The capital messuage, recorded in 1316, (fn. 153) descended with lands of the manor from Henry Fry to Jane, daughter of Edward Fry. In 1655 she married Francis Cridland and settled her estate on her husband and his heirs. (fn. 154) Francis died in 1667 and Jane in 1675 leaving a daughter Mary. (fn. 155) Mary had died without issue by 1703 when Jane's heirs conveyed land in Chilton Trivet to Francis's niece and heir Margaret, wife of John Burland. (fn. 156) Margaret died in 1703 and by 1707 the estate was held by Robert Codrington, who settled it in 1709 on the marriage of his son John to Elizabeth Gorges. (fn. 157) By 1724 it had been acquired by George Dodington and descended with Dodington manor until 1801 when it was sold to Solomon Pain in trust for George Pain. (fn. 158) George died c. 1817 leaving Chilton Trivet in trust for his son Robert for life. In 1830 Charles Knight bought the life interest, but on Robert's death in 1842 the estate reverted to his children Robert, George Tucker, Betty, Christian, and Alfred Pain. (fn. 159) In 1848 the estate was sold to Henry Prince (fn. 160) of the Agapemone, Spaxton. A burial ground was established for the sect at Chilton, and the deceased were said to have been interred in an upright position. In 1948 the Princites sold the estate except for the burial ground. (fn. 161)
The south range of the former manor house, now Chilton Trivet Farm, may be of the 16th century. The western room on the ground floor has a moulded plaster ceiling over intersecting beams, in the room above it the ceiling is richly decorated and has a central pendant and a plaster overmantel with the date 1662 and the initials of Francis and Jane Cridland. The house was remodelled in the later 19th century when it was given a new staircase hall and service rooms.
CLAYHILL was held by Ordgar in 1066 and by Ansketil of Roger de Courcelles in 1086. (fn. 162) Clayhill was held of Stogursey in 1208 (fn. 163) and 1488. (fn. 164) In 1542 Clayhill was said to be held of Chilton Trivet manor. (fn. 165) William Testard was terre tenant in 1285; Robert Testard (d. by 1346) and Richard le Hare were lords in 1303. (fn. 166) Matthew Michell is said to have married Joan, Robert's daughter and heir, and Thomas Michell was possibly married to Richard's daughter Joan. (fn. 167) In 1412 Thomas Michell held the manor but in 1428 it was shared between Michell, William Stapleton, and Isabel Hare. (fn. 168) In 1470 Walter Michell bought one third of the manor from Joan wife of Adam Hamlyn. (fn. 169) In 1474 he settled the whole manor on his wife Agnes (fn. 170) and it descended like East Chilton in Durleigh until 1616 when lordship was last recorded. (fn. 171)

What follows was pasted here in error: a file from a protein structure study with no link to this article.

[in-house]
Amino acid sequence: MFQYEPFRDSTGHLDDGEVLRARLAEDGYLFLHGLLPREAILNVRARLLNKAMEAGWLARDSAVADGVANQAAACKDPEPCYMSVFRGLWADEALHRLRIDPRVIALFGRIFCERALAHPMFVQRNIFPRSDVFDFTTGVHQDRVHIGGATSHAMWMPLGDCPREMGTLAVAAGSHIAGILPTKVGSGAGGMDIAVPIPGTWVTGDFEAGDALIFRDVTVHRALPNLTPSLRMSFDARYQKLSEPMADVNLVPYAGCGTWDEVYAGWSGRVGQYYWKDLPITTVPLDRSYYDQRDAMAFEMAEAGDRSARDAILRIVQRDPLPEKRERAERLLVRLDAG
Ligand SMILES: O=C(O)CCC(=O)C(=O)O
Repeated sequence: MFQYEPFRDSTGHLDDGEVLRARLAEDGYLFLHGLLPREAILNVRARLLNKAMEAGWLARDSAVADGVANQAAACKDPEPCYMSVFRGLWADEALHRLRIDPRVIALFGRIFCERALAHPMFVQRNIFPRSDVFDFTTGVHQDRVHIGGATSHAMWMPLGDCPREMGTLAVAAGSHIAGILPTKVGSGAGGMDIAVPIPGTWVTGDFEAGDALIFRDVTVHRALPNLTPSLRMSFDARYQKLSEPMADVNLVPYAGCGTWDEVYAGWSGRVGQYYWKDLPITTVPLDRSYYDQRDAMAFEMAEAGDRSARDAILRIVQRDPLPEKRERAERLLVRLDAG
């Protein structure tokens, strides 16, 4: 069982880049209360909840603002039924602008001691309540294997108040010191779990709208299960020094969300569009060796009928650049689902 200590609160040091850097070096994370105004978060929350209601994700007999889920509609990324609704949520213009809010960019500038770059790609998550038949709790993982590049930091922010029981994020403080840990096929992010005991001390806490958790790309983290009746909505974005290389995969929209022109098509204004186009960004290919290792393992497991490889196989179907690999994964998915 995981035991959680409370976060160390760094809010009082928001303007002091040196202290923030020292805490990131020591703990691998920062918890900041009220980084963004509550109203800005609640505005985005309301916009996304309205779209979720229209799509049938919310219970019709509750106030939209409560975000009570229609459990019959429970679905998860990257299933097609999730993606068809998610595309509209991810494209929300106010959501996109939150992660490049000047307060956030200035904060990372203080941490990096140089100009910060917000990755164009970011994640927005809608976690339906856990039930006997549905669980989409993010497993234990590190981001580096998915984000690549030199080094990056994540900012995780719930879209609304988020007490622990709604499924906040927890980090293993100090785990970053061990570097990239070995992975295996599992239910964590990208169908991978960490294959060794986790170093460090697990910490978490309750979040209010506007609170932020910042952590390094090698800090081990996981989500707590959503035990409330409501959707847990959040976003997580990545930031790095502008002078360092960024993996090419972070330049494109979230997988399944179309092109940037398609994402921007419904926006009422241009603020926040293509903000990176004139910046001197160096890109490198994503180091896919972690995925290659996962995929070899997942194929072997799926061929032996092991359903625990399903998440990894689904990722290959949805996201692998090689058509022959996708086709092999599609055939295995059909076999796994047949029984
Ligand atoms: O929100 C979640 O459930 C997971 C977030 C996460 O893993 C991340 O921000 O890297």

By the 18th century the estate was divided between Clayhill and Little Clayhill. (fn. 172) In 1709 Clayhill was held by William Ruscombe, who by 1733 had been succeeded by Joseph (d. 1763). (fn. 173) Joseph's daughter Elizabeth married John Poole (d. 1792), and by 1826 their son the Revd. John Poole (d. 1857) was in possession. (fn. 174) John's nephew Gabriel Poole sold Clayhill to William Gooding (d. 1902) of Durleigh. (fn. 175) In 1916 Gooding's son William and other members of the family sold it to Harry Nation, who put it up for sale in 1943. (fn. 176) It was bought by the Irish family, owners in 1989.
LITTLE CLAYHILL continued to descend with East Chilton (fn. 177) until 1791 when it was sold in turst for Thomas Symes of Nether Stowey. (fn. 178) In 1792 it was held by James Holloway, in 1794 by Sir Philip Hales, and from 1795 until 1867 or later by successive Lords Clifford with Cannington manor. (fn. 179)
In 1086 Ansketil held of Roger de Courcelles DODESHAM or Dudesham, which had been held by three thegns in 1066. (fn. 180) William of Eston may have been the lord (fn. 181) and was probably followed by his son Robert (fl. 1242) and grandson, also Robert. (fn. 182) No further trace of the estate has been found until 1474 when Walter Michell held it in succession to his father William. (fn. 183) The estate descended like East Chilton manor in Durleigh and was last recorded in 1563. (fn. 184)